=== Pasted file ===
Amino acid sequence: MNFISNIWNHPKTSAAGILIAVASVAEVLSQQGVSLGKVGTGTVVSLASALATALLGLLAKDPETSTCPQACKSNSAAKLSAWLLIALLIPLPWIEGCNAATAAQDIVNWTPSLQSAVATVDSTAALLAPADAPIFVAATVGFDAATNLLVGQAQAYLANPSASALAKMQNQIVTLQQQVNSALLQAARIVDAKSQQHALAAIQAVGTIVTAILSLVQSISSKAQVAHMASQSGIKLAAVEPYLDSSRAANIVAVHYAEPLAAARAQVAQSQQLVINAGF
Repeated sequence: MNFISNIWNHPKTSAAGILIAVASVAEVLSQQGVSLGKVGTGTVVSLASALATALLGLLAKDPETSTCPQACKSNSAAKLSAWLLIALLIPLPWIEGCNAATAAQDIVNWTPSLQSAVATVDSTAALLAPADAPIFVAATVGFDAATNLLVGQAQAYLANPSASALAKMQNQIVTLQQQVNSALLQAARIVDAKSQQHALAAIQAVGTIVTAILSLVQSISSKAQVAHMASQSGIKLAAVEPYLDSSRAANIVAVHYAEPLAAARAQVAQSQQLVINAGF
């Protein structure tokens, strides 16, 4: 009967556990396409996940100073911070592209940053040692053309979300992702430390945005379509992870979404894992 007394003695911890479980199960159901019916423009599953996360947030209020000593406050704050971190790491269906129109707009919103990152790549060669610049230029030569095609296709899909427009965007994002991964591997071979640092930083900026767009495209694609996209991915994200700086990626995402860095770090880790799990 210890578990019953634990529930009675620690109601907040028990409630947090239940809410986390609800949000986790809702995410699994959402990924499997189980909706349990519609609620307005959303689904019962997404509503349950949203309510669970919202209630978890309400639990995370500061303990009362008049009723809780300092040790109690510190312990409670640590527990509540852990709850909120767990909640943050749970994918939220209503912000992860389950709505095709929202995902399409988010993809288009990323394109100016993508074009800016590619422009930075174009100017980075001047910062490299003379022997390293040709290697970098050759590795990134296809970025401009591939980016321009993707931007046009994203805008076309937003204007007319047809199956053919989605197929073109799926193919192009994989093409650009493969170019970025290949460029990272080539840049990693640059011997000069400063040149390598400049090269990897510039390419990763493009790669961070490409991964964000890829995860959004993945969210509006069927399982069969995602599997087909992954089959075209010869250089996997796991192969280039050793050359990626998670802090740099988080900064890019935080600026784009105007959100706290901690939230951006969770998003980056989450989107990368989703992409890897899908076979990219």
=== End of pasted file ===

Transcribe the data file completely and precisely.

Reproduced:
Amino acid sequence: MNFISNIWNHPKTSAAGILIAVASVAEVLSQQGVSLGKVGTGTVVSLASALATALLGLLAKDPETSTCPQACKSNSAAKLSAWLLIALLIPLPWIEGCNAATAAQDIVNWTPSLQSAVATVDSTAALLAPADAPIFVAATVGFDAATNLLVGQAQAYLANPSASALAKMQNQIVTLQQQVNSALLQAARIVDAKSQQHALAAIQAVGTIVTAILSLVQSISSKAQVAHMASQSGIKLAAVEPYLDSSRAANIVAVHYAEPLAAARAQVAQSQQLVINAGF
Repeated sequence: MNFISNIWNHPKTSAAGILIAVASVAEVLSQQGVSLGKVGTGTVVSLASALATALLGLLAKDPETSTCPQACKSNSAAKLSAWLLIALLIPLPWIEGCNAATAAQDIVNWTPSLQSAVATVDSTAALLAPADAPIFVAATVGFDAATNLLVGQAQAYLANPSASALAKMQNQIVTLQQQVNSALLQAARIVDAKSQQHALAAIQAVGTIVTAILSLVQSISSKAQVAHMASQSGIKLAAVEPYLDSSRAANIVAVHYAEPLAAARAQVAQSQQLVINAGF
């Protein structure tokens, strides 16, 4: 009967556990396409996940100073911070592209940053040692053309979300992702430390945005379509992870979404894992 007394003695911890479980199960159901019916423009599953996360947030209020000593406050704050971190790491269906129109707009919103990152790549060669610049230029030569095609296709899909427009965007994002991964591997071979640092930083900026767009495209694609996209991915994200700086990626995402860095770090880790799990 210890578990019953634990529930009675620690109601907040028990409630947090239940809410986390609800949000986790809702995410699994959402990924499997189980909706349990519609609620307005959303689904019962997404509503349950949203309510669970919202209630978890309400639990995370500061303990009362008049009723809780300092040790109690510190312990409670640590527990509540852990709850909120767990909640943050749970994918939220209503912000992860389950709505095709929202995902399409988010993809288009990323394109100016993508074009800016590619422009930075174009100017980075001047910062490299003379022997390293040709290697970098050759590795990134296809970025401009591939980016321009993707931007046009994203805008076309937003204007007319047809199956053919989605197929073109799926193919192009994989093409650009493969170019970025290949460029990272080539840049990693640059011997000069400063040149390598400049090269990897510039390419990763493009790669961070490409991964964000890829995860959004993945969210509006069927399982069969995602599997087909992954089959075209010869250089996997796991192969280039050793050359990626998670802090740099988080900064890019935080600026784009105007959100706290901690939230951006969770998003980056989450989107990368989703992409890897899908076979990219």